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For a given reaction A→ B, the rate constant is 1.2 × 10$^{–2}$ M s$^{–1}$. What is the concentration of B after 20 min., if we start with 10 M of A. It is zero order kinetics.

When I try to solve the question, the equation would be

$$x_i - x_f = kt$$ $$10 M - x_f = kt = (1.2×10^{–2}M s^{–1})(20 min)(60 s/min)$$

So, $$x_f=10M - 14.4 M$$ I do not understand how it can be negative.

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    $\begingroup$ Why am I getting negative votes ? $\endgroup$ – Icandoahandstand99 Jan 5 '17 at 15:05
  • $\begingroup$ How did you get 14.4 ? $\endgroup$ – Shailesh Jan 5 '17 at 16:11
  • $\begingroup$ @Shailesh I get it from kt = 1.2x10$^{-2}$ (20x60) $\endgroup$ – Icandoahandstand99 Jan 5 '17 at 16:59
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    $\begingroup$ Your math checks out. B cannot be negative, and indeed since the reaction forms B, it has to be zero. What's the highest it could go? Hint: first solve an alternate problem where you want to calculate the time $t$ it takes for A to be completely depleted. What is the concentration of B at that time, and at all times thereafter? $\endgroup$ – Curt F. Jan 5 '17 at 17:11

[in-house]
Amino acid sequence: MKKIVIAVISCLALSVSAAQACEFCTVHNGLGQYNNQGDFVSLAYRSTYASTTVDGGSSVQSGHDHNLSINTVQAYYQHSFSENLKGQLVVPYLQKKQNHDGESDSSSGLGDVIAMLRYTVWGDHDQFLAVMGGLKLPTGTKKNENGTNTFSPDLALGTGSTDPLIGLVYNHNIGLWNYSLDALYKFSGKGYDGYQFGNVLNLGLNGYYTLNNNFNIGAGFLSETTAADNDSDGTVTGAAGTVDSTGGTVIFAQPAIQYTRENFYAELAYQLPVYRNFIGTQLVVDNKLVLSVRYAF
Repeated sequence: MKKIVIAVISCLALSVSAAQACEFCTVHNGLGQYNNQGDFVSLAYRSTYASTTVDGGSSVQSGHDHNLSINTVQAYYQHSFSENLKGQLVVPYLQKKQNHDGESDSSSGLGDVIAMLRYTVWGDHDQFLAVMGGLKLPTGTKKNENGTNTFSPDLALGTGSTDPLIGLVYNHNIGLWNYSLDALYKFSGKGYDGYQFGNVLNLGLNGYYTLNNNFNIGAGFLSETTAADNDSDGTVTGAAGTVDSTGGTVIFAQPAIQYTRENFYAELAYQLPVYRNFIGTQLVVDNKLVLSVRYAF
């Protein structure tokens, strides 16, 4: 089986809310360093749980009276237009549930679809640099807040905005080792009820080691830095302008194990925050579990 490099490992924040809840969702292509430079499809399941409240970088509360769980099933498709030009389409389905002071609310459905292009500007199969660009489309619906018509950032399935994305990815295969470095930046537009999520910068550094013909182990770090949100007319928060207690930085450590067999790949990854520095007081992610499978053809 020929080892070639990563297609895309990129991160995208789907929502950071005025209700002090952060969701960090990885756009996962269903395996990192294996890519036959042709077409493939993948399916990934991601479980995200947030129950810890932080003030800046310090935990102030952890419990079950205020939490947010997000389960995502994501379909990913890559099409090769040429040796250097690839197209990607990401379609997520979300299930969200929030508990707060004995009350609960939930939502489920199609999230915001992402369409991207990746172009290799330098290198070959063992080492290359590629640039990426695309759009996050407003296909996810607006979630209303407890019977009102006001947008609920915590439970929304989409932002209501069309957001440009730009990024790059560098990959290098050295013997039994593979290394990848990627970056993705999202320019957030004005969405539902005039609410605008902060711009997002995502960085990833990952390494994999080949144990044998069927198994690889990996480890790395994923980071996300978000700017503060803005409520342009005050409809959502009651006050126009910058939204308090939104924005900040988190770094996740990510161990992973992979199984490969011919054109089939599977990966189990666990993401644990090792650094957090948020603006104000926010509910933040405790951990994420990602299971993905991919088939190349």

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It is negative because your reactant would be depleted before 20min. When the reaction is reaching the end, the mechanism is no longer 0th order.

Imagine a catalytic reaction mechanism where the rate is limited by the concentration of catalyst. You'd get a rate that is independent from the reactant concentration because the reaction rate is limited by the disassociation process of reactant-catalyst complex whose concentration is the same as the initial concentration of the catalyst.

However, when the reaction is ending, it would be limited by the interaction between the reactant and the catalyst instead, where the reactant would probably take a pseudo-first order mechanism.

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